Kelvin–Helmholtz Instability

I spent couple weeks implementing a simple 2D hydrodynamic code in CUDA C, which is a technology developed by nVidia. The code runs on the GPU instead of CPU. It uses Fourier spectral method with the 2/3 dealiasing rule and 4-th order Runge-Kutta integrator to solve the vorticity equation

    \[ \frac{\partial\omega}{\partial t} = J(\phi, \omega) + \nu \nabla^2\omega - \mu\omega, \]

where \omega is the vorticity, \phi is the stream function, \nu is the kinematic viscosity, \mu is the Ekman coefficient, and J is the Jacobian determinant. When running with resolution 4096\times4096 and single precision float, the code reaches 130 GFLOPS on an nVidia GeForce GTX 580 card, which is over an order of magnitude faster than CPU codes.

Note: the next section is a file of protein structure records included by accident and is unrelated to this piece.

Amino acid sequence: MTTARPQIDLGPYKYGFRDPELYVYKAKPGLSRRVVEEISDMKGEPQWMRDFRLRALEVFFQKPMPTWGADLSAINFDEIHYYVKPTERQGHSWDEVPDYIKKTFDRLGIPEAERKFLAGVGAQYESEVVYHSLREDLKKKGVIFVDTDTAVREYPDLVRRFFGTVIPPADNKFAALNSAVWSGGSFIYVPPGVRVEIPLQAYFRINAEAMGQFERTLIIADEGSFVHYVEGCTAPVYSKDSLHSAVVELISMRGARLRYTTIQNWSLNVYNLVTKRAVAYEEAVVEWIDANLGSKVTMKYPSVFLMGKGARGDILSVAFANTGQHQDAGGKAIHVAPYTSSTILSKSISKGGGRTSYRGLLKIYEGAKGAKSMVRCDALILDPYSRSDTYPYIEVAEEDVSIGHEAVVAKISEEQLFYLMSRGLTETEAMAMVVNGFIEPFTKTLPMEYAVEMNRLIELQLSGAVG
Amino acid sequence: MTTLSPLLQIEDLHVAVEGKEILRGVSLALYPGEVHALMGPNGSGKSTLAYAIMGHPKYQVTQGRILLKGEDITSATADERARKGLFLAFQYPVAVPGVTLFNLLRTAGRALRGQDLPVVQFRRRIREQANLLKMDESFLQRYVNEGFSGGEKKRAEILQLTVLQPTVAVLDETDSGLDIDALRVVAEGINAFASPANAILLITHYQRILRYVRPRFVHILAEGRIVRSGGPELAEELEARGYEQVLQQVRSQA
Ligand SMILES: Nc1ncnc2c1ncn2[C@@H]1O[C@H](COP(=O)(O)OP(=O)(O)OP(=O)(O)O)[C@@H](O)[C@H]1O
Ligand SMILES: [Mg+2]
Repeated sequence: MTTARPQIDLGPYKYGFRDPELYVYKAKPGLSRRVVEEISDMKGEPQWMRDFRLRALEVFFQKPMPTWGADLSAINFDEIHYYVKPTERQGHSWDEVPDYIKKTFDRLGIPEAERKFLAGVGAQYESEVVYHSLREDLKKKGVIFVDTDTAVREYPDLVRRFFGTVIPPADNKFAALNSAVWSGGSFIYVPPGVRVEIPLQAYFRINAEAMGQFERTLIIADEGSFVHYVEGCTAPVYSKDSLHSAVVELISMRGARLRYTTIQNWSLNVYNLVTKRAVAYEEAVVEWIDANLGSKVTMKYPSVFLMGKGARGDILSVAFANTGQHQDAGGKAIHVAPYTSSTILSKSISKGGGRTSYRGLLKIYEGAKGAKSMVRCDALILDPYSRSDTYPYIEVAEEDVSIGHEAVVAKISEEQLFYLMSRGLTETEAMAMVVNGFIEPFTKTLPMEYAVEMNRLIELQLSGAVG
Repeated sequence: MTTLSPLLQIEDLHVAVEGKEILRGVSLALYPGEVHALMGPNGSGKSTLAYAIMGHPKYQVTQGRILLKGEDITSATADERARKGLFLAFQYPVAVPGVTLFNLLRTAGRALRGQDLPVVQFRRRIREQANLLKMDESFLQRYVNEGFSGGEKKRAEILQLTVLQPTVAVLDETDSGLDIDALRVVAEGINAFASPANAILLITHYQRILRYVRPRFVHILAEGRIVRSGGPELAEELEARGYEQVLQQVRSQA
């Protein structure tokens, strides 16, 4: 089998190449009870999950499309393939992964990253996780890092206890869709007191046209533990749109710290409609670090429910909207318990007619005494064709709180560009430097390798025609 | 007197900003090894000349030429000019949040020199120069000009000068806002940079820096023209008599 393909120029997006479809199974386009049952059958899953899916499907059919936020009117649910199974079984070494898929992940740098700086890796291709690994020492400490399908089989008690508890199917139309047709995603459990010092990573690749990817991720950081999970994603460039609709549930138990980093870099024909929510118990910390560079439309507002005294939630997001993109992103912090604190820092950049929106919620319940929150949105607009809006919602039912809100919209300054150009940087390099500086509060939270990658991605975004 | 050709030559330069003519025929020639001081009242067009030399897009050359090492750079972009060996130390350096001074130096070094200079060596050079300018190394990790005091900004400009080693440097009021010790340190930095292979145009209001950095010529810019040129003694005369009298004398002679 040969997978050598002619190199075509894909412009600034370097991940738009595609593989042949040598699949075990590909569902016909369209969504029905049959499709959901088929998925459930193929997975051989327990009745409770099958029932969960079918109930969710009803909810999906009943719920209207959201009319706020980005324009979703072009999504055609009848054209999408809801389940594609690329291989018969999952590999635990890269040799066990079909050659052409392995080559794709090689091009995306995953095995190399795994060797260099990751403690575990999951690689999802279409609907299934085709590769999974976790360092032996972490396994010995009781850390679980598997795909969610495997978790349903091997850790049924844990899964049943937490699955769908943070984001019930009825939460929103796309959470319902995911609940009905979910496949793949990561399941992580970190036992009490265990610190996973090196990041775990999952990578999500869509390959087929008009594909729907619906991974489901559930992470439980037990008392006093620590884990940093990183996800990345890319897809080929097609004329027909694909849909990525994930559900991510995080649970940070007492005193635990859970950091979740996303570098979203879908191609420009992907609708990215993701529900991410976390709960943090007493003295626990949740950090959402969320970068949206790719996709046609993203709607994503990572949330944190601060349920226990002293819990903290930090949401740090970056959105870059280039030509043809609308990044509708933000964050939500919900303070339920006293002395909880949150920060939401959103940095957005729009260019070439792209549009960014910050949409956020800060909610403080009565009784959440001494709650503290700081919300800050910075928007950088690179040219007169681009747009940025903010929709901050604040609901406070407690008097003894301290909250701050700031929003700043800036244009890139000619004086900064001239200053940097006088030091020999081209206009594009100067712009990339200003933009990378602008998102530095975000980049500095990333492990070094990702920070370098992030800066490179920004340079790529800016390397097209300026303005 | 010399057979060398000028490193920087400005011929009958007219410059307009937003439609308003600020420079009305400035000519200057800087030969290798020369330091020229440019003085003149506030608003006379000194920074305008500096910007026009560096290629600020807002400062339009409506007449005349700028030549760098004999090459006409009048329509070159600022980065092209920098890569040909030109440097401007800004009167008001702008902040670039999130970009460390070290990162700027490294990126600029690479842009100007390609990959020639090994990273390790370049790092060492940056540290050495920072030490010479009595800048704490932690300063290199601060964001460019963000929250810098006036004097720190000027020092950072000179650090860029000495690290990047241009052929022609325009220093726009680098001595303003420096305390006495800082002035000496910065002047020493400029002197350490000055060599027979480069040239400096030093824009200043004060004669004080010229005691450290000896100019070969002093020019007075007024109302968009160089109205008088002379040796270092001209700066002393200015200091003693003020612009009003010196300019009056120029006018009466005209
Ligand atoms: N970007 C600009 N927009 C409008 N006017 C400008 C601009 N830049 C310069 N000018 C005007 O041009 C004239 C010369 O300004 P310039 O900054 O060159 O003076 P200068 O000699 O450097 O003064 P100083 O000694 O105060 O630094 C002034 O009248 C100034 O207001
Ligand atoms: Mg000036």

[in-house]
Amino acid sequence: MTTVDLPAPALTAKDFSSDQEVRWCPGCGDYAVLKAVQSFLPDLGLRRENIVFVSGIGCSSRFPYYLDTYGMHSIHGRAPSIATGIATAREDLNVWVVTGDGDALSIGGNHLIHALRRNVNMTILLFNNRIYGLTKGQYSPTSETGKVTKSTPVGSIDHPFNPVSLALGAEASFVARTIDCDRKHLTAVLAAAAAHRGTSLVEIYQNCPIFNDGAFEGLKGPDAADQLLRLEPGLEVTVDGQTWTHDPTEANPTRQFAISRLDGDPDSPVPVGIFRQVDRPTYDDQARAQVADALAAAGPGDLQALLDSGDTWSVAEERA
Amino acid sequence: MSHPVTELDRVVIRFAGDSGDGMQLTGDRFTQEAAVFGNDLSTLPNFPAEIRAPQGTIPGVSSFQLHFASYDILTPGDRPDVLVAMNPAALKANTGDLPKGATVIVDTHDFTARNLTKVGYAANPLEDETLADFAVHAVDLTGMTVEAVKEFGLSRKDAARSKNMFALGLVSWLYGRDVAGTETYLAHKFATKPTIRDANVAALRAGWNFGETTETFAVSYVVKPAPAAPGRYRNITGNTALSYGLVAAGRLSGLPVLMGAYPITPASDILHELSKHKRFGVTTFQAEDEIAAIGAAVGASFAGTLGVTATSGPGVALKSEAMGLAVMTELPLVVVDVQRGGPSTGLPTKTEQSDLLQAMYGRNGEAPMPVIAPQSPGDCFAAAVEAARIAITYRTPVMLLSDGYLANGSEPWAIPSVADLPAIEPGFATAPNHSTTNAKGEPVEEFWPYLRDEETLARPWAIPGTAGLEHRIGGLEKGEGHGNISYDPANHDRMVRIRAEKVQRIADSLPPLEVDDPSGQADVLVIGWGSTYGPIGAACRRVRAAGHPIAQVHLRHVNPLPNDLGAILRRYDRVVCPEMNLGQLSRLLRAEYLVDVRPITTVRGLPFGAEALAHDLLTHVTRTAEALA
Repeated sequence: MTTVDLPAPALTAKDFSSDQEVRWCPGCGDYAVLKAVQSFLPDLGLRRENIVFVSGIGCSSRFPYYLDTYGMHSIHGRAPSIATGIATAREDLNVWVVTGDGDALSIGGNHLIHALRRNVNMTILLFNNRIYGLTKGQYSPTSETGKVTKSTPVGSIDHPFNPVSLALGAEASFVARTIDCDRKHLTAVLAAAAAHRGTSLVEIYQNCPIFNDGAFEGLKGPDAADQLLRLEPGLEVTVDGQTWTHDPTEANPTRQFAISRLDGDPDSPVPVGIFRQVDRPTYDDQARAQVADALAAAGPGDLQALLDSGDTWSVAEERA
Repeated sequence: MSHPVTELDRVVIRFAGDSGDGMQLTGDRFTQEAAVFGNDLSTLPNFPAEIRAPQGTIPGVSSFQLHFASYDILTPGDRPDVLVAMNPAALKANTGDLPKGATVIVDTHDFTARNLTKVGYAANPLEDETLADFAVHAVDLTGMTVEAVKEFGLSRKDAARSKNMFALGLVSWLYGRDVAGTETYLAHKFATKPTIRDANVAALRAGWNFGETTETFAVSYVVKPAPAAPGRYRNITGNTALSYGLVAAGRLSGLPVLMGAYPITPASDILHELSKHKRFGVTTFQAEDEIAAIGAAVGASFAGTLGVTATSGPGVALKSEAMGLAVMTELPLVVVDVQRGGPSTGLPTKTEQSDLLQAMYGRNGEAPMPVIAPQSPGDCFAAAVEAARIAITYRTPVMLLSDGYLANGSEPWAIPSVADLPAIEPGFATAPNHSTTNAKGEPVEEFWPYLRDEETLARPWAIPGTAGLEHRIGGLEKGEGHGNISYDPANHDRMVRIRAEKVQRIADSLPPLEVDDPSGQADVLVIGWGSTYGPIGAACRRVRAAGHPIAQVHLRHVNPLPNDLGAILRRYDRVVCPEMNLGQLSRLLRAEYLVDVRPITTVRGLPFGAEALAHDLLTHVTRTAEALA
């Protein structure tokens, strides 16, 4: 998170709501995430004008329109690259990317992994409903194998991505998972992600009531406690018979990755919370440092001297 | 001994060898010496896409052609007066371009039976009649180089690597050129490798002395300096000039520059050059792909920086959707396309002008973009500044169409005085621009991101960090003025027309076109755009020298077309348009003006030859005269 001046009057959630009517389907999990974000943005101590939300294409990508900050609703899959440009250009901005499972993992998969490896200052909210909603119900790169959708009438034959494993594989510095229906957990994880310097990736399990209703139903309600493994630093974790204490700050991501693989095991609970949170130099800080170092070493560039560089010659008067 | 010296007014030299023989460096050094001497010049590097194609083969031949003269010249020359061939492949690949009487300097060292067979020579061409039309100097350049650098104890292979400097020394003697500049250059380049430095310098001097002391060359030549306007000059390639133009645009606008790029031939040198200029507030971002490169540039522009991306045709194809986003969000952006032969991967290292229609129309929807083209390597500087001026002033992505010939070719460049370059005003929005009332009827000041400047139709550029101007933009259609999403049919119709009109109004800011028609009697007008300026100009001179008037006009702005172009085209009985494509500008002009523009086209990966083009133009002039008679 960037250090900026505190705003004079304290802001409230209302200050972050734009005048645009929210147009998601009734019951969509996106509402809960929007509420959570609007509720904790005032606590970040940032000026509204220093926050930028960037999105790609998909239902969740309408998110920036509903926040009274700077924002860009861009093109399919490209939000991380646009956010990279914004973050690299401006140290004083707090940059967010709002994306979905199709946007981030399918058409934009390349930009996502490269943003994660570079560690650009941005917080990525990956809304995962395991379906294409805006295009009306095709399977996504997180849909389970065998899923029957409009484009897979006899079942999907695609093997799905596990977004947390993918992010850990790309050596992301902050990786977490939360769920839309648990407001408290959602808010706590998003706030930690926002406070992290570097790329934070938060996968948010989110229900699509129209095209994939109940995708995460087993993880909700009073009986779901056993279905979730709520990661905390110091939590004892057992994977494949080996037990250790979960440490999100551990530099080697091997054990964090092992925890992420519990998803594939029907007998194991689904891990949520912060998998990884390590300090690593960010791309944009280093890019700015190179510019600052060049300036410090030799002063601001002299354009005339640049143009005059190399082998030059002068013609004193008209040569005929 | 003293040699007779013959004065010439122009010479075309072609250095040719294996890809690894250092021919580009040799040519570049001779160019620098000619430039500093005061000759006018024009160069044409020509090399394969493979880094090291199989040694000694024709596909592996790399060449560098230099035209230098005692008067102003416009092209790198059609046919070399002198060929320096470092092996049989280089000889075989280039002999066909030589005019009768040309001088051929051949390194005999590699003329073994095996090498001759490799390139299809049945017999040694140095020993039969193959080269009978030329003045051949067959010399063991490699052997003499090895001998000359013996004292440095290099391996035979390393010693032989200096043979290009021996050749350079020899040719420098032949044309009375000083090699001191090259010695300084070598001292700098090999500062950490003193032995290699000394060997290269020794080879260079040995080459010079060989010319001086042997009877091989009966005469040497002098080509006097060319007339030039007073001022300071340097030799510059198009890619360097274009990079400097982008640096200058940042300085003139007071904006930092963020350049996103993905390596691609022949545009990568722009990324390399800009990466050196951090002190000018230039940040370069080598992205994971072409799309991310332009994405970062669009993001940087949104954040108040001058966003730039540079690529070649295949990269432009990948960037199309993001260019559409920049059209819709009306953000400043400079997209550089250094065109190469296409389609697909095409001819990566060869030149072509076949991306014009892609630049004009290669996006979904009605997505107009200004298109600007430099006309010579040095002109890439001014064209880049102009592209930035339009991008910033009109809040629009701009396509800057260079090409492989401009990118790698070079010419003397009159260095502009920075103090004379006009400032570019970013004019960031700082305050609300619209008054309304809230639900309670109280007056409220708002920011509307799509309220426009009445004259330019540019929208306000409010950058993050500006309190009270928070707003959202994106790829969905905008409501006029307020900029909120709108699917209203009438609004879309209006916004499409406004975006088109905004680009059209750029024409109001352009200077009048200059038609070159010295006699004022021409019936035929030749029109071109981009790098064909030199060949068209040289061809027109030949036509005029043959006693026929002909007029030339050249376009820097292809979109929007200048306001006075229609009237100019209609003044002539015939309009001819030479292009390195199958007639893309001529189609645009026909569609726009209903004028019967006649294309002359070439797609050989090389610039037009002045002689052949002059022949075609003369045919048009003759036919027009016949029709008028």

The above movie shows a subdomain of a two-dimensional, incompressible hydrodynamic simulation. The color represents vorticity. The initial condition has two thin layers of vorticity (one not shown) with small random perturbations. The vorticity sheets become unstable due to the Kelvin–Helmholtz instability.

Here is another movie showing a simulation with Kolmogorov forcing.

I would like to thank PDC for providing the Zorn cluster, which makes the development possible. The Zorn cluster is named after a painter Anders Zorn because it has GPUs. The code is now available for download on GitHub.


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